Event cinema has come a long way since Bon Jovi broadcast a live gig from London’s Shepherd’s Bush Empire to 14 cinemas in the U.K. and Germany on Sept. 18, 2002 — the first of its kind. Today, opera, theater, ballet, classical and contemporary music, comedy, television events and even museum and gallery exhibitions are broadcast to cinemas around the world. People in rural Swedish communities with as few as 150 inhabitants flock to see the New York Metropolitan Opera.
Estimates from industry body the Event Cinema Assn. and research company IHS predict the sector will account for 5% of global box office by the end of 2015, and could reach $1 billion in 2017.
In July, Picturehouse Entertainment’s “Monty Python Live (Mostly),” the final show of the comedy troupe’s reunion show at London’s O2, played live in 29 countries. Including recorded “encore” shows, it drew a worldwide audience of over 330,000 in more than 2,000 cinemas across 52 nations, grossing better than £4 million ($6.6 million).
In March, France’s Pathe Live scored a French record with a concert by local singer Mylene Farmer in week with no major movie releases. “We played in 200 cinemas across 500 screens attracting 101,000 people at €14 ($19) a ticket,” says Thierry Fontaine, general manager of Pathe Live. “That’s ($1.9 million) from one Thursday-night show. We spent (less than $20,000) on marketing.”
And while Broadway and West End musicals have largely been absent from the event cinema scene, “Billy Elliot the Musical” will screen live globally from London on Sept. 28.
In a tough year for movie box office, some exhibitors say events, a byproduct of the digital conversion of cinemas, in that programming is beamed in remotely, have been the difference between survival and closure. John Lewis, chief executive of Letchworth Garden City Heritage Foundation, which runs independent venue the Broadway, notes that event screenings have accounted for 18.2% of the Broadway’s film income this financial year, up from 8.5% last year.
Picturehouse director of distribution Marc Allenby says a like percentage of his company’s box office comes from such programming. “What’s remarkable,” he adds, “is that that 18% comes from such a small proportion of screenings.”
In Sweden, not only has the sector been a boon to rural cinemas, which struggle to book new film releases day-and-date with big cities, it also has enabled exhibs to take advantage of new revenue streams.
“A court decision said that when a cinema is screening opera or theater, it automatically becomes an opera house or theater, so legally, we can serve alcohol,” says Rickard Gramfors of Folkets Hus och Parker, which operates 170 cinemas in the nation.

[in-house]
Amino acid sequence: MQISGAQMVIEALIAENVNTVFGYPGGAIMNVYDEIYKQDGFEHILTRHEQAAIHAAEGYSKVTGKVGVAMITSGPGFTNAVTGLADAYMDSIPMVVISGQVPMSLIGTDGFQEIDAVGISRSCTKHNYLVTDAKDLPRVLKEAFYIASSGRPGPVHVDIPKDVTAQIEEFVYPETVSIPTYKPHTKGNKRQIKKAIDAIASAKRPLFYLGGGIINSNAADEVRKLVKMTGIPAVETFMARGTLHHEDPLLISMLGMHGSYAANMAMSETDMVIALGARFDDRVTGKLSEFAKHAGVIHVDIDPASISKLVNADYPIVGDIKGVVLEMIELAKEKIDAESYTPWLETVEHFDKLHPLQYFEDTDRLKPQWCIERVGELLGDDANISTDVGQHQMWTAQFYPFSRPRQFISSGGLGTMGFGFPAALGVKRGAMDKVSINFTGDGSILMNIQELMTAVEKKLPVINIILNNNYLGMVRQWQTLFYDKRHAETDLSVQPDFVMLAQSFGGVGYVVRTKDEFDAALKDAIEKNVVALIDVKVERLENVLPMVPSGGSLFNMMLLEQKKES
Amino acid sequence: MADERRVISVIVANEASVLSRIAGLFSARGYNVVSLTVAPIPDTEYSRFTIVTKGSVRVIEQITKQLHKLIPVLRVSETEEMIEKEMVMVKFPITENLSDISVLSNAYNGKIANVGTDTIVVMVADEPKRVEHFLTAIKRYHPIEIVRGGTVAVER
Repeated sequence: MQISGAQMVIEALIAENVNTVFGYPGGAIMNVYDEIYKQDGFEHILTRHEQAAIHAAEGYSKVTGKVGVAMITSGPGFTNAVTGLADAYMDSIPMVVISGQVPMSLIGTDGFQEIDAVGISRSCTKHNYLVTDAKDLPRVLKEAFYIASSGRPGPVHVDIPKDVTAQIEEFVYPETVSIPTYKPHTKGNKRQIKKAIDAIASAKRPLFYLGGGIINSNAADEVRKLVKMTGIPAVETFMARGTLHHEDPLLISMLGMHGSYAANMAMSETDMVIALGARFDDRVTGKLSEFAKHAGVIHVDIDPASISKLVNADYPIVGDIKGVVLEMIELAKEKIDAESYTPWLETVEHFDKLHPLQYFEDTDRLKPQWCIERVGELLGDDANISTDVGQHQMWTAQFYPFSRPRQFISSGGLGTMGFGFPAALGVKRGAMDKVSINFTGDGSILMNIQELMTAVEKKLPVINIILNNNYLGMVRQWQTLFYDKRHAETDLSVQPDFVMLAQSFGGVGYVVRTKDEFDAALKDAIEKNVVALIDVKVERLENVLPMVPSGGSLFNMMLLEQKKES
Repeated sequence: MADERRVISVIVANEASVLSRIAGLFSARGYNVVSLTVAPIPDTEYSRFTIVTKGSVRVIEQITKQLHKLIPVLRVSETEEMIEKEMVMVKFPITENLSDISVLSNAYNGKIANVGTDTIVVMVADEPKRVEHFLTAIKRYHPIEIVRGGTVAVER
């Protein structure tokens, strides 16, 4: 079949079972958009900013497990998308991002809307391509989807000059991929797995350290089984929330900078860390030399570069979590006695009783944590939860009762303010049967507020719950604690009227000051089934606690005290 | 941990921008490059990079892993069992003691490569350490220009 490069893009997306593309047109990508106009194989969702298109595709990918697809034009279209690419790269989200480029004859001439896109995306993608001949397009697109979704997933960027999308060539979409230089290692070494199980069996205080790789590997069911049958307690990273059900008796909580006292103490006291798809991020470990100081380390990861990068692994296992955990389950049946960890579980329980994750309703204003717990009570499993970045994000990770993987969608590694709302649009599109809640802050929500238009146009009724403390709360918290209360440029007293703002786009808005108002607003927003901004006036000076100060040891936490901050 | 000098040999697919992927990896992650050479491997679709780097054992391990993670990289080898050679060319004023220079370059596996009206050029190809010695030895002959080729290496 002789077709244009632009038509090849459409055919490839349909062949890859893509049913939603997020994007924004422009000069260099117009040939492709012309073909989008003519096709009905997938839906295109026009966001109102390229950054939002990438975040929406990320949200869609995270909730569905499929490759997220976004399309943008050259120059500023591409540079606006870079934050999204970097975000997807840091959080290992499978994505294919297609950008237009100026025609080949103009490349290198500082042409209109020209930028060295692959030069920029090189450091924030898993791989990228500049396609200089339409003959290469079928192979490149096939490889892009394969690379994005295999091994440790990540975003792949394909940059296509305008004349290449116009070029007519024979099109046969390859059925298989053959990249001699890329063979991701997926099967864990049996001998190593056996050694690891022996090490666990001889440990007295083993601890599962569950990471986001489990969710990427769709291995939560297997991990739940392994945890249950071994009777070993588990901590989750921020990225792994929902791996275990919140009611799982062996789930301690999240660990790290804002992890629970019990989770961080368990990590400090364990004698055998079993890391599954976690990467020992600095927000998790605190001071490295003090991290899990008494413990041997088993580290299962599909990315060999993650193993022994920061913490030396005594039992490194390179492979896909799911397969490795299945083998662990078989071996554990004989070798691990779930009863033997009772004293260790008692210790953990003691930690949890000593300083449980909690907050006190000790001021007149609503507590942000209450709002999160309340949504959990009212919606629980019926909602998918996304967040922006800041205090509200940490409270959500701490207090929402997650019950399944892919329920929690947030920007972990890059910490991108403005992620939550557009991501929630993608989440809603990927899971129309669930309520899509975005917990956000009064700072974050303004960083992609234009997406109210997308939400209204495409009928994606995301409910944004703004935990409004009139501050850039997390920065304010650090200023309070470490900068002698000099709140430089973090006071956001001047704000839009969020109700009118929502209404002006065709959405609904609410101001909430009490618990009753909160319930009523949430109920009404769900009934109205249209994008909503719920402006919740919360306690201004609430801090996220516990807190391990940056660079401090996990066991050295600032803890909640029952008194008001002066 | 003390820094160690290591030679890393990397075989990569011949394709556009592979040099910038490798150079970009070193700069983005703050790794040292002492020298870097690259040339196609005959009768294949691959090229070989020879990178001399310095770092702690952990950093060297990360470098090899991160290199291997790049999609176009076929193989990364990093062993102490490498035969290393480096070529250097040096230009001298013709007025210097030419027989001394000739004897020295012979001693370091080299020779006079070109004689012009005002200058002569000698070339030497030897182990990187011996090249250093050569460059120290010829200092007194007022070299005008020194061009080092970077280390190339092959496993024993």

Worldwide, while revenue splits for programming are similar to those of movies, the big difference for exhibitors lies in ticket prices. Lewis says Letchworth charges $25 for live screenings, compared with $8.30 for a midweek movie. Mark Rupp, prexy and chief operating officer of Philadelphia-based SpectiCast Entertainment, adds that exhibitors get anywhere from 30%-50% of the proceeds for events, depending on whether a show is live or a recorded encore.
Being both producer and distributor also has advantages. Pathe Live distributes Met Opera in France, the second biggest territory for New York’s Metropolitan Opera events behind North America, worth approximately $2 million a year in France. The Met receives half of gross box office, and exhibitors keep 40%, leaving Pathe Live with 10%. In contrast, Pathe Live produces events of Russia’s Bolshoi Ballet, and retains 60% of revenues. With event programming doing so well, the question for exhibs is how to grow the biz. It’s a topic that will be high on the agenda at the ECA Conference in London on Oct. 16. With the arts well plumbed, one area being targeted is live music. “There is real opportunity for a cinema release to be built into an artist’s promotional plan alongside a single, album and tour,” says Melissa Cogavin, managing director of the ECA.
Recently launched London-based distributor ScreenLive is working with artists’ management to build event cinema strategies. “Contemporary music has barely touched what it can achieve,” says Elizabeth Draper, ScreenLive’s head of distribution. “One of the benefits of event cinema is that you can tailor the footprint to what an artist is seeking to achieve in a very cost effective way,” she adds.
Globally, Draper says that China, other parts of Asia and Latin America, hold promise for expansion.
Cogavin is even more inclusive. “Event cinema is still an emerging market,” she explains, “so at the moment, everywhere has potential.”